Making LightSpeed easier to learn

A few posts back I commented that we’re always trying to improve the ease of use of our products. I focused on LightSpeed and will do so again here because we’re rapidly approaching the 2.2 release.

Mindscape is a very developer focused company, the aim has always been to make our tools as easy as possible to pick up and learn. The learning curve of a product often can have a direct impact on if it’s worth investing in the tool at all or, worse, if it takes too long to realise the benefits of the tools then users give up in frustration (and rightly so!).

Starting in LightSpeed 2.2 we will be adding additional documentation directly inside Visual Studio to explain the next steps required to deliver solutions on LightSpeed. Here’s an early screenshot of a very unstyled but ultimately helpful guide for first time users (we will be making it more attractive):

Getting started screenshot

WOW – A text file! But seriously, what is nice about this is that the configuration and code reflects the information about your model. So copying and pasting, for example, the configuration section, will result in a block of xml that includes your connection string and database provider already configured. One less thing to worry about.

The idea here is that first time users tend to use the LightSpeed designer to create a model and then wonder what they need to do next. At the moment we’re working on how we make displaying this screen obvious in the designer without getting in the way of people who are quite experienced and don’t want to see it (although so far we have seen that even experienced users find it useful because they can copy and paste the boiler plate config without needing to check previous projects or documentation).

What else could we add to help you get started more easily?

Tagged as LightSpeed, Products

5 Responses to “Making LightSpeed easier to learn”

  • Looking good.Just the sort of thing a newbie like myself needs. Will no doubt cut down the number of times I have to bother you with basic questions as well !

  • You could come and set lightspeed up with our project for us… Take this as a compliment, you’re doing all you can :)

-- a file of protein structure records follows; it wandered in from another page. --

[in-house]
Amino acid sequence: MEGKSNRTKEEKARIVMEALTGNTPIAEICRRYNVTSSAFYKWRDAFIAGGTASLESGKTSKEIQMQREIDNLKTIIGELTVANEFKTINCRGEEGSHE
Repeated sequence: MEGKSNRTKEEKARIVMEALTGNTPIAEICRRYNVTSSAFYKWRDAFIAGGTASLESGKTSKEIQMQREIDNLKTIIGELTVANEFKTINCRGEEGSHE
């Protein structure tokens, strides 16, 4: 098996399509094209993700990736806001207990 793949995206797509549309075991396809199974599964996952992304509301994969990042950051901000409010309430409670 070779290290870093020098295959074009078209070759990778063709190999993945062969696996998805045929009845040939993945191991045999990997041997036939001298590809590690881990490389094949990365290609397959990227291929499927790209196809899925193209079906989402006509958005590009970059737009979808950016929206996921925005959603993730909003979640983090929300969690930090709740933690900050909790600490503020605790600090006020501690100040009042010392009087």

• one question, Mono 2.2+ support? any timeframe or complete ignorance?

    Mono is improving extremely fast and there are some OR/M for .NET that have no problem of supporting it.

    Hope you will join the crowd, you don’t need to support designer (their winforms implementation isn’t stellar but is improving rapidly), just the deployment would be enough.

    So developing in VS.NET and later on just recompiling the project under MONO without any GUI…
    http://www.mono-project.com/Release_Notes_Mono_2.2

    is it hard to do? thanks

  • and 1 _on_topic entry…
    I’m looking at the provided picture and guessing that if your intentions are to “generate” txt file (or some portion of it) than I would suggest removing the clutter (or mess):

    1. detect language used in project (so no VB.net snippets if I am not a VB.net coder)

    2. detect .NET 3.5 version and just display queries in LINQ, or display .NET 2.0 queries only in cases which aren’t yet implemented/possible in LINQ (for example some die hard scenario at the end)

    3. or do it like MSDN with filter and javascript ;-)

  • @Bert – thanks :-)

    @nefajciar

    Mono – We have been asked for this before but haven’t put Mono as an officially supported framework. Because the core of LightSpeed works happily with .NET 2.0, I have run the compatibility checker that is available from the Mono project over LightSpeed and only have two minor warnings. If you have Mono handy, fire up LightSpeed on it and see if it works for you.

    The generated getting started text – Thanks for the feedback. I’ve fed this back and we’ll look at making some of the changes you suggest.

    Cheers.

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